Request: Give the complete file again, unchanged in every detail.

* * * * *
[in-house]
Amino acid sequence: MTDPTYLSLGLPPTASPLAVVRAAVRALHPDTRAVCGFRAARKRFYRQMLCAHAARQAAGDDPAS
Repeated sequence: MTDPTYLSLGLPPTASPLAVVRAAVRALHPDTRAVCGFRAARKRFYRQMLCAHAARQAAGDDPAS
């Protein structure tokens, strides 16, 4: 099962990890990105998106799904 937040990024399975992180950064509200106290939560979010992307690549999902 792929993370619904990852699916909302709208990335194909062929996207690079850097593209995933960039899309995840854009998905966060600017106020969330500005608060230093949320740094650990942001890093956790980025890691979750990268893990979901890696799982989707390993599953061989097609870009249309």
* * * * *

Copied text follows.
[in-house]
Amino acid sequence: MTDPTYLSLGLPPTASPLAVVRAAVRALHPDTRAVCGFRAARKRFYRQMLCAHAARQAAGDDPAS
Repeated sequence: MTDPTYLSLGLPPTASPLAVVRAAVRALHPDTRAVCGFRAARKRFYRQMLCAHAARQAAGDDPAS
């Protein structure tokens, strides 16, 4: 099962990890990105998106799904 937040990024399975992180950064509200106290939560979010992307690549999902 792929993370619904990852699916909302709208990335194909062929996207690079850097593209995933960039899309995840854009998905966060600017106020969330500005608060230093949320740094650990942001890093956790980025890691979750990268893990979901890696799982989707390993599953061989097609870009249309």